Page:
Sugar Creek Wind actively concealed work to build a wind farm in northern Montgomery County without a permit, the county asserts in court documents filed Friday.
The allegations were made in response to a federal lawsuit filed last month accusing the county and the board of commissioners of attempting to kill the 250-megawatt project after local opposition mounted against wind farms.
Sugar Creek Wind claims the county breached a 2013 economic development agreement when it changed the wind farm ordinance, revoked the project’s tax abatement and fast-tracked a zoning ordinance restricting the development of wind energy systems.
In a response filed in U.S. District Court for the Southern District of Indiana in Indianapolis, the county said the “Commissioners recently discovered evidence” that Sugar Creek Wind has been in violation of the agreement since 2016.
“Construction activity has been observed,” the county stated in the court documents, despite Sugar Creek Wind never having applied for a permit.
For months, the county added, the developer’s website indicated the project was “in construction” and photos showed earth movement and other work underway. The project’s Web page has since been taken down.
“The commencement of construction is prohibited without a [wind energy conversion system] permit, constitutes illegal work, and amounts to a material breach of the parties’ agreements,” the county stated. “[Sugar Creek Wind] actively concealed this work from the Commissioners.”
Sugar Creek Wind maintains it was acting under both the agreement and the county’s 2009 wind farm ordinance when it began developing the project. The company said it spent millions to lease land, complete environmental studies and reports, negotiate supply, operation and maintenance agreements and initiate financing.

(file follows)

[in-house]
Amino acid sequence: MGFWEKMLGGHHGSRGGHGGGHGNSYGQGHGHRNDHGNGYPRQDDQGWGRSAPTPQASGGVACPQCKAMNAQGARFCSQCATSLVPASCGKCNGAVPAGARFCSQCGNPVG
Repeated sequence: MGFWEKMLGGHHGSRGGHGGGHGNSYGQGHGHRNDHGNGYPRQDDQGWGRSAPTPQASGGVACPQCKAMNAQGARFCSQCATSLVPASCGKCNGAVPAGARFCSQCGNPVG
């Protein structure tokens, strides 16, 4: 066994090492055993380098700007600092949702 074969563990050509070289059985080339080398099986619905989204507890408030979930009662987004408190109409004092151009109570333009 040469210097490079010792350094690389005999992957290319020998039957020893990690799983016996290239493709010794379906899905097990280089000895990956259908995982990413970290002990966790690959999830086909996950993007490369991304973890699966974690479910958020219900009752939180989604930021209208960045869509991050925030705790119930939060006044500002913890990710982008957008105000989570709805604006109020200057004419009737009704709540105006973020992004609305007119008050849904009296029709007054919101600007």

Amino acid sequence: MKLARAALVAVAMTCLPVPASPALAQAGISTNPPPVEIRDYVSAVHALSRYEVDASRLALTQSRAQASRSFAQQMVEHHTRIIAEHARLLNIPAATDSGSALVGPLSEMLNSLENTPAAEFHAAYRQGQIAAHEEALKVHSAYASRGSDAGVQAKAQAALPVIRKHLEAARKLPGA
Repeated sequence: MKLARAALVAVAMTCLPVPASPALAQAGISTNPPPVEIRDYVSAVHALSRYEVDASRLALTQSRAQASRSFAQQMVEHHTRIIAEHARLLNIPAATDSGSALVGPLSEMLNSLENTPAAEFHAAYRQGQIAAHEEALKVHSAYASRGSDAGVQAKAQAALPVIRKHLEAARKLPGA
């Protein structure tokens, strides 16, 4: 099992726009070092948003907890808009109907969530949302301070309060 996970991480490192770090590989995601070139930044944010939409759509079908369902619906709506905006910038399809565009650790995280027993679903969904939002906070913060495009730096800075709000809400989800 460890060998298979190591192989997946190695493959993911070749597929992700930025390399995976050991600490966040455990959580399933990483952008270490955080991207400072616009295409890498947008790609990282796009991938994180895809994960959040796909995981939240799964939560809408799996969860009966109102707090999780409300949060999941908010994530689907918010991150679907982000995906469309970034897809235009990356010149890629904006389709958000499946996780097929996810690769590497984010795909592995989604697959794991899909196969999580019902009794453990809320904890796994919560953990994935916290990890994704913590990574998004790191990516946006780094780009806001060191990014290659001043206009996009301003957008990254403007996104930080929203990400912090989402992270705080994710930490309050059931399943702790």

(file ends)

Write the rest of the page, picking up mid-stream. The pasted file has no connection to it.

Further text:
In the suit, the developer seeks a court order for the county to meet its obligations under the agreement in addition to monetary relief.
The two-phase project, which the company planned to build on more than 7,700 acres of land in Madison and Sugar Creek townships, was expected to bring in $4.9 million annually for the state and local economy and employ 27 operation and maintenance workers, the company said.
Parent company Akuo Energy USA has built two other wind farms in Texas and New Mexico, according to the company’s website.
In the court documents, the county noted that changes to the wind farm ordinance — which require lower decibel levels for turbines — apply only to future projects. And Sugar Creek Wind is subject to the zoning ordinance because it never applied for a permit, the county added.
The council has sole authority over tax abatements, and the commissioners “played no role in and could not have prevented” the abatement from being pulled. Sugar Creek Wind had agreed to pay the county nearly $3.2 million per 100 megawatts in exchange for the abatement, which was revoked in February 2019.
Both parties have asked the judge for an August 2021 trial.
The case is Sugar Creek Wind, LLC v. Montgomery County, Indiana, Montgomery County Board of Commissioners, James Fulwider, Daniel Guard and John Frey.
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